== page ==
should trend closer to normal again by late in the week and into
next weekend.


.AVIATION...(For the 06Z TAFS through 06Z Monday night)
Issued at 1045 PM CST Sun Feb 18 2018

Light snow is expected to develop across central MN overnight
(primarily affecting KAXN and possibly KSTC prior to daybreak),
and become more widespread across the area on Monday morning. The
freezing drizzle/rain threat still looks to be south of the TAF
sites, with KMKT and KEAU on the edge. Expect ceilings to continue
degrading to MVFR overnight, with prevalent MVFR on Monday. There
looks to be a brief break in the precip at most sites Monday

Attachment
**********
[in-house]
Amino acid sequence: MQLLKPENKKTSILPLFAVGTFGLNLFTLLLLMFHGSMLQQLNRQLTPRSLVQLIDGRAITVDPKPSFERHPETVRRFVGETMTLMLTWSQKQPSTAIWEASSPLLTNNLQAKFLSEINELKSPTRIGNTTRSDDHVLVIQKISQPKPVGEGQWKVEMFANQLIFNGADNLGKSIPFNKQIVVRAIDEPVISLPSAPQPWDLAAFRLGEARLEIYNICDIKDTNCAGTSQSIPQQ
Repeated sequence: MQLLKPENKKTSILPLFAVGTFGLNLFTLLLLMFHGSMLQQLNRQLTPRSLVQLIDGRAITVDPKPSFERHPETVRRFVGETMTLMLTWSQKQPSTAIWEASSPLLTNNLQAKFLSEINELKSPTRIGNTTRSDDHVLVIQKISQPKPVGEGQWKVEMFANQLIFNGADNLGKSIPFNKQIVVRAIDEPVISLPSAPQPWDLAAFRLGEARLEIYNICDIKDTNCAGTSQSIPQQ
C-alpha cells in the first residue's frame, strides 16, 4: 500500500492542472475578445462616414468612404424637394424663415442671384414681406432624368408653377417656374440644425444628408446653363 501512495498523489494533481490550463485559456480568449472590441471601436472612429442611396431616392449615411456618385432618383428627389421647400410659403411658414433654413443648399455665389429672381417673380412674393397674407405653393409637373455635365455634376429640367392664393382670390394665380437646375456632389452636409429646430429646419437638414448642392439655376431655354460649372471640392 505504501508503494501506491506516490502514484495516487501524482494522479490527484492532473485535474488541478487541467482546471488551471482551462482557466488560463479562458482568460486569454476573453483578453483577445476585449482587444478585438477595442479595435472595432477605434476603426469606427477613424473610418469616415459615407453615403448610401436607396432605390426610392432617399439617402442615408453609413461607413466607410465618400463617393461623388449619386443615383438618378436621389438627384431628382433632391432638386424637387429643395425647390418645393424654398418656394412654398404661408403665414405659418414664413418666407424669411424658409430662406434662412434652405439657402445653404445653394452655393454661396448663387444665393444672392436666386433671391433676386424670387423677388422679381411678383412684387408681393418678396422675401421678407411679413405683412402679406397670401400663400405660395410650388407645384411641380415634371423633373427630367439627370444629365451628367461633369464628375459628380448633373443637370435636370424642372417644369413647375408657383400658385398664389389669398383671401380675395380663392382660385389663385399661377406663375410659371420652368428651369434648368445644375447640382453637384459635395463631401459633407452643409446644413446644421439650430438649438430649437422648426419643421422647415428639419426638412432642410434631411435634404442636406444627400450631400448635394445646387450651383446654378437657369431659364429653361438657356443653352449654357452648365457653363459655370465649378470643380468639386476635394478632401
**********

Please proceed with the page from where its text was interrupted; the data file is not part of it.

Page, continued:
evening, another round developing early in the next period (06z
Tuesday). Will need to re-evaluate the freezing precip again with
this round, as some models are indicating a slight northward shift
of the threat, possibly as far north as KMSP. Northerly winds
tonight become more northeasterly for Monday, with gusts to
between 20 and 25 knots.

15Z still looks to be the most likely time for snow onset at KMSP.
Still expect the freezing rain to stay south and east of the site
this period. Northerly winds shift to the northeast and become
gusty tomorrow during the daytime hours.

Tue...MVFR/-SN. Winds N15 kts.
Wed...VFR. Winds NW becoming SW 5 kts.
Thu...VFR. Winds S 5 kts.


WI...Winter Weather Advisory until 6 PM CST Tuesday for WIZ014>016-

MN...Winter Weather Advisory until 6 PM CST Tuesday for MNZ041>045-